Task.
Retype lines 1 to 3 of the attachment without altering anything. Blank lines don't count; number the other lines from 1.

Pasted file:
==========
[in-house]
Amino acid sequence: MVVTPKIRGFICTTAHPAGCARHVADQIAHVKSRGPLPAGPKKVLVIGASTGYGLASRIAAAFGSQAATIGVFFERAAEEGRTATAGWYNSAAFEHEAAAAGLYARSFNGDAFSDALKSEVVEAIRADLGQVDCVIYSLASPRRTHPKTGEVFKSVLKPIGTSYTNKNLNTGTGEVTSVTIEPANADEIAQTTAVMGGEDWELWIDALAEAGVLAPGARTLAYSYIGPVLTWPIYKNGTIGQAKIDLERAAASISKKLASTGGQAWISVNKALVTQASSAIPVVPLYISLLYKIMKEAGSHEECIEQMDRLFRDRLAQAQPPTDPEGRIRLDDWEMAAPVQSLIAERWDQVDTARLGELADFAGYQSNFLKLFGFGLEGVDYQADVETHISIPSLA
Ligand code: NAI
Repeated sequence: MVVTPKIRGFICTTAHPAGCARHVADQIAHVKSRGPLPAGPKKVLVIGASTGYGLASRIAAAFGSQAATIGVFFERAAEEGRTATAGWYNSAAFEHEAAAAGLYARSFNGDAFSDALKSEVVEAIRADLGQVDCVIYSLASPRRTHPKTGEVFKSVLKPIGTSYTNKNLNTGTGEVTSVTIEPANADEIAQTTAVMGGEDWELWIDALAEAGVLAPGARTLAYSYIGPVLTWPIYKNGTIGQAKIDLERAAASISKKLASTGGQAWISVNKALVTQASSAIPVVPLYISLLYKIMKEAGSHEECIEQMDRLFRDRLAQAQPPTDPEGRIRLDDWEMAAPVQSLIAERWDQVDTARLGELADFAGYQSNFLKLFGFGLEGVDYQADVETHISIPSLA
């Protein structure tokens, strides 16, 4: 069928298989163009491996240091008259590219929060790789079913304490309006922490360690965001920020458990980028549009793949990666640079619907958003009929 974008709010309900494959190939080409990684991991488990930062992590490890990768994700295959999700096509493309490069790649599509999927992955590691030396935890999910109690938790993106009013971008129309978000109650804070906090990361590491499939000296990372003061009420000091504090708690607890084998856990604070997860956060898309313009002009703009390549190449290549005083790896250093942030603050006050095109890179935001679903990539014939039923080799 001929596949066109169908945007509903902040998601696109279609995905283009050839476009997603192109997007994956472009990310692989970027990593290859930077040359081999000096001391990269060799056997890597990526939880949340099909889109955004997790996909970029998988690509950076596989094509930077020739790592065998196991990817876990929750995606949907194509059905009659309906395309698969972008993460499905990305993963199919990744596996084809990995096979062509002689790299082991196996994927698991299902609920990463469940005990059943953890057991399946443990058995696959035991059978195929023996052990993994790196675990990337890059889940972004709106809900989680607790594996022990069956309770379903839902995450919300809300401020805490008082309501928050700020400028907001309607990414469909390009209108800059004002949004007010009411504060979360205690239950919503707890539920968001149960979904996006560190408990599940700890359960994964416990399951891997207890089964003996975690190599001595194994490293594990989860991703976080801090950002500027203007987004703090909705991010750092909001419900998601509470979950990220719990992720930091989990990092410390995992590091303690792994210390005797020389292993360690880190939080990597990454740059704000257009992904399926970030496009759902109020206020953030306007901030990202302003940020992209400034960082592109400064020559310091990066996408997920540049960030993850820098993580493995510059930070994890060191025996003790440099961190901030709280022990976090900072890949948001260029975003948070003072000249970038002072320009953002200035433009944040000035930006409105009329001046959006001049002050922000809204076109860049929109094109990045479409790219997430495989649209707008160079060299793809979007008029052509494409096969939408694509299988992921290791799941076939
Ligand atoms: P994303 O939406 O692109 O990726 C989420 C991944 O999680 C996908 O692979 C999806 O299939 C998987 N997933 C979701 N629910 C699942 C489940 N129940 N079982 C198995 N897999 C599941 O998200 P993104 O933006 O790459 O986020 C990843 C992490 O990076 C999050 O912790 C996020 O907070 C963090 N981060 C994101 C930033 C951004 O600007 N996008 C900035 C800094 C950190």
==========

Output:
[in-house]
Amino acid sequence: MVVTPKIRGFICTTAHPAGCARHVADQIAHVKSRGPLPAGPKKVLVIGASTGYGLASRIAAAFGSQAATIGVFFERAAEEGRTATAGWYNSAAFEHEAAAAGLYARSFNGDAFSDALKSEVVEAIRADLGQVDCVIYSLASPRRTHPKTGEVFKSVLKPIGTSYTNKNLNTGTGEVTSVTIEPANADEIAQTTAVMGGEDWELWIDALAEAGVLAPGARTLAYSYIGPVLTWPIYKNGTIGQAKIDLERAAASISKKLASTGGQAWISVNKALVTQASSAIPVVPLYISLLYKIMKEAGSHEECIEQMDRLFRDRLAQAQPPTDPEGRIRLDDWEMAAPVQSLIAERWDQVDTARLGELADFAGYQSNFLKLFGFGLEGVDYQADVETHISIPSLA
Ligand code: NAI